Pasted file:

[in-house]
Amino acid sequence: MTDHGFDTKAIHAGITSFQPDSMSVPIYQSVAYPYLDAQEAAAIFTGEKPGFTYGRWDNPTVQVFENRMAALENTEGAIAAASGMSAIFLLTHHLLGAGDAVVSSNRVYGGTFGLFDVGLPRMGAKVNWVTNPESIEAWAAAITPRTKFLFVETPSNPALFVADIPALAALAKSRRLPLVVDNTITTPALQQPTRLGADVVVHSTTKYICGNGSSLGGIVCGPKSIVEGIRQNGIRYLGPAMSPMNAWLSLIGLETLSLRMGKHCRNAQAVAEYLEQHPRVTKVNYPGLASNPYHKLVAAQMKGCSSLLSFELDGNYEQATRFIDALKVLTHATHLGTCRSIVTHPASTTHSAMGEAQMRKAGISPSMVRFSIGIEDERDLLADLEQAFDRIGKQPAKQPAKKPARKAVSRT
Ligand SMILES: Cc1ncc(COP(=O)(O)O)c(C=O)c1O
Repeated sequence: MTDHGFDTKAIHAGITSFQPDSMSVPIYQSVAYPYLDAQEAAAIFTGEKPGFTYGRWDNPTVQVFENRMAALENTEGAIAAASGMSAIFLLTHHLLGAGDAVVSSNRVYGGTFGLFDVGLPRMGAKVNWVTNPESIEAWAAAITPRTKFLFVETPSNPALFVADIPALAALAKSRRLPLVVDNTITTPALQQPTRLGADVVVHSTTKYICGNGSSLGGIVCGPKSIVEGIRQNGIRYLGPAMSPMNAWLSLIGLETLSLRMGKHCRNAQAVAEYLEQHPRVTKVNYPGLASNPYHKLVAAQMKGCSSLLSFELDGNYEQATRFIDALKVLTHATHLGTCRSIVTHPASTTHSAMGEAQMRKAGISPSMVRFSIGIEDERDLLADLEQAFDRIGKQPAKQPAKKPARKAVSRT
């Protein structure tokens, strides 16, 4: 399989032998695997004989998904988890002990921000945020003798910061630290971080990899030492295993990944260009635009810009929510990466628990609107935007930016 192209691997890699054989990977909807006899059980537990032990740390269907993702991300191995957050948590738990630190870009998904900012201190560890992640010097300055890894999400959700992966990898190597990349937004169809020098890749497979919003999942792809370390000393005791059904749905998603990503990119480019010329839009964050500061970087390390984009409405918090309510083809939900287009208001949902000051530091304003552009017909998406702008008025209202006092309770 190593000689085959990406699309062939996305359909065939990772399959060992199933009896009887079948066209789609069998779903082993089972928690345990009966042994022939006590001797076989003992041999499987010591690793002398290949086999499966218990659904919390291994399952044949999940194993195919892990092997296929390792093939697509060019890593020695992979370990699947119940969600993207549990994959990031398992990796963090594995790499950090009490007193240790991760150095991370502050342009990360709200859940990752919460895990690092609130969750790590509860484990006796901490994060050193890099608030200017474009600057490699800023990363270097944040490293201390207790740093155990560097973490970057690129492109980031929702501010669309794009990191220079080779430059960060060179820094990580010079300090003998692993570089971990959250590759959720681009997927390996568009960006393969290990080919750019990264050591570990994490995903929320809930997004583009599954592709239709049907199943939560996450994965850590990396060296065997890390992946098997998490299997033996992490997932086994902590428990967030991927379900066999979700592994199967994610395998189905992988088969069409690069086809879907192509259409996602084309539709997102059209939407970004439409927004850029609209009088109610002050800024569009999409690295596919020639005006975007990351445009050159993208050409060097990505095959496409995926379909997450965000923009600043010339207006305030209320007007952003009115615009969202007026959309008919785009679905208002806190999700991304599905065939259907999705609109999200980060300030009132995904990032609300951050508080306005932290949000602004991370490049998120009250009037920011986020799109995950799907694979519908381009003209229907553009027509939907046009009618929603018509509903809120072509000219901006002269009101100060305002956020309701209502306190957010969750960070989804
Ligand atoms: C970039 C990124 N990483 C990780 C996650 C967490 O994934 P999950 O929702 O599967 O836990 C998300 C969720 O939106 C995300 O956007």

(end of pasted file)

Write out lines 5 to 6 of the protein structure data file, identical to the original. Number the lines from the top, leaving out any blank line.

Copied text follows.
């Protein structure tokens, strides 16, 4: 399989032998695997004989998904988890002990921000945020003798910061630290971080990899030492295993990944260009635009810009929510990466628990609107935007930016 192209691997890699054989990977909807006899059980537990032990740390269907993702991300191995957050948590738990630190870009998904900012201190560890992640010097300055890894999400959700992966990898190597990349937004169809020098890749497979919003999942792809370390000393005791059904749905998603990503990119480019010329839009964050500061970087390390984009409405918090309510083809939900287009208001949902000051530091304003552009017909998406702008008025209202006092309770 190593000689085959990406699309062939996305359909065939990772399959060992199933009896009887079948066209789609069998779903082993089972928690345990009966042994022939006590001797076989003992041999499987010591690793002398290949086999499966218990659904919390291994399952044949999940194993195919892990092997296929390792093939697509060019890593020695992979370990699947119940969600993207549990994959990031398992990796963090594995790499950090009490007193240790991760150095991370502050342009990360709200859940990752919460895990690092609130969750790590509860484990006796901490994060050193890099608030200017474009600057490699800023990363270097944040490293201390207790740093155990560097973490970057690129492109980031929702501010669309794009990191220079080779430059960060060179820094990580010079300090003998692993570089971990959250590759959720681009997927390996568009960006393969290990080919750019990264050591570990994490995903929320809930997004583009599954592709239709049907199943939560996450994965850590990396060296065997890390992946098997998490299997033996992490997932086994902590428990967030991927379900066999979700592994199967994610395998189905992988088969069409690069086809879907192509259409996602084309539709997102059209939407970004439409927004850029609209009088109610002050800024569009999409690295596919020639005006975007990351445009050159993208050409060097990505095959496409995926379909997450965000923009600043010339207006305030209320007007952003009115615009969202007026959309008919785009679905208002806190999700991304599905065939259907999705609109999200980060300030009132995904990032609300951050508080306005932290949000602004991370490049998120009250009037920011986020799109995950799907694979519908381009003209229907553009027509939907046009009618929603018509509903809120072509000219901006002269009101100060305002956020309701209502306190957010969750960070989804
Ligand atoms: C970039 C990124 N990483 C990780 C996650 C967490 O994934 P999950 O929702 O599967 O836990 C998300 C969720 O939106 C995300 O956007």